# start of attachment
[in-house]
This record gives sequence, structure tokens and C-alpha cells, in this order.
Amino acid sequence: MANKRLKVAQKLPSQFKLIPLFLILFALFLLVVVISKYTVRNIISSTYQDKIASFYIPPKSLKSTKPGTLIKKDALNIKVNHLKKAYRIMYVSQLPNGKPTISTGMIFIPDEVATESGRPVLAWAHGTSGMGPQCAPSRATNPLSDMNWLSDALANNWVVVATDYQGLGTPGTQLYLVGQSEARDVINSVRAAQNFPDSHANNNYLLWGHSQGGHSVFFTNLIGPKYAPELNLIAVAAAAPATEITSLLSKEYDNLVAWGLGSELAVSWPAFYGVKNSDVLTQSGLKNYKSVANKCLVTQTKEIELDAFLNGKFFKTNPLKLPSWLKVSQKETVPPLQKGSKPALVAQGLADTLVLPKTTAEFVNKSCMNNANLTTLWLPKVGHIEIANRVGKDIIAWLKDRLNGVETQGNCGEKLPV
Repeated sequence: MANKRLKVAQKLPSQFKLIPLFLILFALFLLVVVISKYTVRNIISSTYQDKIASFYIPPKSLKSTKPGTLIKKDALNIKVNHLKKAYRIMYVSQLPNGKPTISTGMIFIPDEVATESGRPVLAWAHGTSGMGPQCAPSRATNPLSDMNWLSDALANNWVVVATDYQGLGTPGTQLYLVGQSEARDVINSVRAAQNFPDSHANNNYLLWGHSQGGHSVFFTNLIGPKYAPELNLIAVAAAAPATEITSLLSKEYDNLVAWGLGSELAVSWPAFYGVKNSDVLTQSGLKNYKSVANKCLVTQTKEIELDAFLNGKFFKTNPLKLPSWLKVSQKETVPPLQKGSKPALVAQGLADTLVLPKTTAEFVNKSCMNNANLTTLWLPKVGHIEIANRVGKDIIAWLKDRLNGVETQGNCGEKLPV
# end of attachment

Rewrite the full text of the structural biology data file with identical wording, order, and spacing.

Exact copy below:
[in-house]
This record gives sequence, structure tokens and C-alpha cells, in this order.
Amino acid sequence: MANKRLKVAQKLPSQFKLIPLFLILFALFLLVVVISKYTVRNIISSTYQDKIASFYIPPKSLKSTKPGTLIKKDALNIKVNHLKKAYRIMYVSQLPNGKPTISTGMIFIPDEVATESGRPVLAWAHGTSGMGPQCAPSRATNPLSDMNWLSDALANNWVVVATDYQGLGTPGTQLYLVGQSEARDVINSVRAAQNFPDSHANNNYLLWGHSQGGHSVFFTNLIGPKYAPELNLIAVAAAAPATEITSLLSKEYDNLVAWGLGSELAVSWPAFYGVKNSDVLTQSGLKNYKSVANKCLVTQTKEIELDAFLNGKFFKTNPLKLPSWLKVSQKETVPPLQKGSKPALVAQGLADTLVLPKTTAEFVNKSCMNNANLTTLWLPKVGHIEIANRVGKDIIAWLKDRLNGVETQGNCGEKLPV
Repeated sequence: MANKRLKVAQKLPSQFKLIPLFLILFALFLLVVVISKYTVRNIISSTYQDKIASFYIPPKSLKSTKPGTLIKKDALNIKVNHLKKAYRIMYVSQLPNGKPTISTGMIFIPDEVATESGRPVLAWAHGTSGMGPQCAPSRATNPLSDMNWLSDALANNWVVVATDYQGLGTPGTQLYLVGQSEARDVINSVRAAQNFPDSHANNNYLLWGHSQGGHSVFFTNLIGPKYAPELNLIAVAAAAPATEITSLLSKEYDNLVAWGLGSELAVSWPAFYGVKNSDVLTQSGLKNYKSVANKCLVTQTKEIELDAFLNGKFFKTNPLKLPSWLKVSQKETVPPLQKGSKPALVAQGLADTLVLPKTTAEFVNKSCMNNANLTTLWLPKVGHIEIANRVGKDIIAWLKDRLNGVETQGNCGEKLPV